What ache is in a name, what hidden loss, what forgotten history?
In the US, you just never know unless you ask. Sometimes you don’t know even after you ask. The vast majority here came from somewhere else in the generations past, and unless we have the story from our elders we don’t even know where that “elsewhere” is.
During my postdoctoral research fellowship I lost some mail. It was sent to Dr. J.Brown and wound up on another scientist’s desk at the hospital in the Bronx. When I arrived to claim it from him, that J.Brown said he was an “Ellis Island Brown”. I asked him, what, people actually live on Ellis Island? No, he told me, but if they couldn’t pronounce the name, and it started with a “B” you were a Brown. Aha, so unlikely we were related, right?
When I asked my father about our family name, where the Brown’s came from, I was in for a surprise. He told me that during immigration at Ellis Island, the US staff there could not pronounce the family name of his father and sister, Bent and Marie, who were Bronander’s from Denmark. A different time, he told me that as Bronander, his father couldn’t get work at the docks on the ships – due to blatant racism against certain Nordic immigrant groups.
I’m not sure of the spelling of the family name, because I’ve never seen it written anywhere on any of our family things. I wonder how different my introductions, my image, my life would have been as “Yanjifer Bronander”, as he used to say it–instead of Jennifer Brown. What else was left behind? What Gods did they worship? What lives did they live? I’ll never know.
I just love Vivek Shraya’s song and video, “ACHE IN MY NAME” and included it here embeded from vimeo. He points out that some of our names are names of the Gods. Beautiful. And it’s filmed in Elephanta caves in India, a place I love and visited alone, looking for a different kind of heritage of mine.
If you haven’t seen it, have a look and listen to Vivek’s inspirational piece:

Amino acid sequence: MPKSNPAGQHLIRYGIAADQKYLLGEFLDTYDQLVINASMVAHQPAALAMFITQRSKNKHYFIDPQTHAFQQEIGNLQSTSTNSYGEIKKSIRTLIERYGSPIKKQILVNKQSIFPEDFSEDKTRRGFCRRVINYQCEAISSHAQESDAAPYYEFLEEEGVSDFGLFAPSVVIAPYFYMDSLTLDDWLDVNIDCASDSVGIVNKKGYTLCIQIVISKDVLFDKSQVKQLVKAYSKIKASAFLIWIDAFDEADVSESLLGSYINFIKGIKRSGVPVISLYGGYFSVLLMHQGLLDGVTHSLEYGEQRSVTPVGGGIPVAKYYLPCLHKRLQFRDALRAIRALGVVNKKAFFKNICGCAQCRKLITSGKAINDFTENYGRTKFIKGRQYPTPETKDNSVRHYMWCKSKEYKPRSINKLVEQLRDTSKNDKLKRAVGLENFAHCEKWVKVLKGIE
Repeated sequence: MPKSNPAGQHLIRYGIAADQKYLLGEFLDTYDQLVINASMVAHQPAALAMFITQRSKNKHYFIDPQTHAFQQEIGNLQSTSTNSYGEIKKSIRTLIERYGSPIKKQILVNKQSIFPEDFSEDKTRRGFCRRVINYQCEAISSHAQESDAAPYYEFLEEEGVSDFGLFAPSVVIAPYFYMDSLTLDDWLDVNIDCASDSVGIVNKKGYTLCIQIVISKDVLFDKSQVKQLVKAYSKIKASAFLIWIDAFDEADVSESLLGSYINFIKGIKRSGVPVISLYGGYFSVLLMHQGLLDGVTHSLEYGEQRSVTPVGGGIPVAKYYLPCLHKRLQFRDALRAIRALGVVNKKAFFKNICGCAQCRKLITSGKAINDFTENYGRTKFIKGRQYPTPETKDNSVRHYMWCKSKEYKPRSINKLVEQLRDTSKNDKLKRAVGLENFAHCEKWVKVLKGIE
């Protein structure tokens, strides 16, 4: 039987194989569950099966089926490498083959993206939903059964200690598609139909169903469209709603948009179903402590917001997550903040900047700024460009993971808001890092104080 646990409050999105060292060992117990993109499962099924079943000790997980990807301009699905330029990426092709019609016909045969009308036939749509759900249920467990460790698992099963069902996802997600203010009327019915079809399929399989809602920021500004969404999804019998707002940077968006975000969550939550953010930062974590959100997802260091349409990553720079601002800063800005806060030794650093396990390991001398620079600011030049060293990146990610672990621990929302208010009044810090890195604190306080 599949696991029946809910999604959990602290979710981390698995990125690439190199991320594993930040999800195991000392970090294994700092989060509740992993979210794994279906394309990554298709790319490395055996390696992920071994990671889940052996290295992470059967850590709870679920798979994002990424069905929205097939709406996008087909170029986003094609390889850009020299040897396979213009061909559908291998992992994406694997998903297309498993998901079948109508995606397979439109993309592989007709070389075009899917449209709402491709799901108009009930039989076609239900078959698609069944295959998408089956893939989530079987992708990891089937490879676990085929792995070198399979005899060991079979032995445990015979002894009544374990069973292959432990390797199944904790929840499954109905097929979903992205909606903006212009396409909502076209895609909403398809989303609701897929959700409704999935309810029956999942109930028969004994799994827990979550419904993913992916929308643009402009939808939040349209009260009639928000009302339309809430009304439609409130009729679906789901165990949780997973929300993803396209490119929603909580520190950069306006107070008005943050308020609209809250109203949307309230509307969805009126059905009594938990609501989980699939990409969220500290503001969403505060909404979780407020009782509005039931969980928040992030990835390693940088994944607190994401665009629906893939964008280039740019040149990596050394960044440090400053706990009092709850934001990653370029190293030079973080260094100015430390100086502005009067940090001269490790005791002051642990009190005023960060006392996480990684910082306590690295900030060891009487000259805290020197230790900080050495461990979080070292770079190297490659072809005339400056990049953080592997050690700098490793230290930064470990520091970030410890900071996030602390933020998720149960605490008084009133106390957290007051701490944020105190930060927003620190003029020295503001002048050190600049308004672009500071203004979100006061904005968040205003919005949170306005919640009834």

ACHE IN MY NAME (short film) from Vivek Shraya on Vimeo.
So who am I related to anyway?
Everyone I guess, if we look back far enough.
Do you have a “name” family story to share? Please leave a comment, I’ll look forward to hearing from you.
You may also be interested in:
DEATH AND THE DREAM, short stories from J.J.Brown available at https://www.smashwords.com/books/view/79628 as an ebook edition distributed by Smashwords. The paperback edition is coming soon.
14 responses to “Ellis Island Brown – What Ache Is In a Name?”
No story to share, but I feel obliged to say that I think this is a great post. 🙂
What a beautiful name – Vivek – (from Monier Williams Online) – so many beautiful meanings 🙂
m. discrimination , distinction
consideration , discussion , investigation
true knowledge , discretion , right judgement , the faculty of distinguishing and classifying things according to their real properties
(in वेदा*न्त) the power of separating the invisible Spirit from the visible world (or spirit from matter , truth from untruth , reality from mere semblance or illusion)
“Vivek” is so beautiful, and to know the meaning so important too. I named my daughters after so much contemplation, it matters. I love Vivek’s expression of what is in a name. Thank you for sharing this thoughtful expansion here.
Hi Jennifer. Thanks for this thoughtful post. I always remember a saying I read from an immigrant at Ellis Island: I though the streets were paved with gold, then found out they weren’t paved, then was told I had to pave them.
I think all that we tie to a name. Couldn’t Norma Jeane Baker have risen to stardom instead of Marilyn Monroe? Archibald Alexander Leach was to the world Cary Grant. How new immigrants to Hollywood royalty have seen their identities change.
Catherine, it is so true that the treasures were within, not on the streets when we got here. Name changes for theatrical performance, pen names, these changes must reflect some inner turmoil about the question “who am I?” I think.
My married name has a similar story. My heritage is from Germany. and due to WWII, names were changes. One story is that the name was changed to the Italian name of the folks who took ove the land. Another story is that the name was shortened, so it wouldn’t denote the german heritage. Both of these stories related that these changes were forced, since otherwise they would be punished.
Nancy thank you for sharing this story here. I wonder how it affects the generation that makes the change. Like my father knew his father changed the name, and my father had many friends from his country – but I lost that connection and didn’t know our name. Protecting the family and especially the young ones, must be a very strong driver for parents under political pressure, to be willing to give up shared heritage. I’m sorry I missed out on mine, for sure.
This was so interesting. I don’t have a name story such as yours, so I’ll just tell you my grandmother’s maiden name because it’s odd and makes people giggle: Waghorn. Her full name was Gertrude Waghorn. Veddy veddy British.
Thanks for visiting the blog journal Melissa, it is good to know the name and helps with family identity, even an unusual or different name.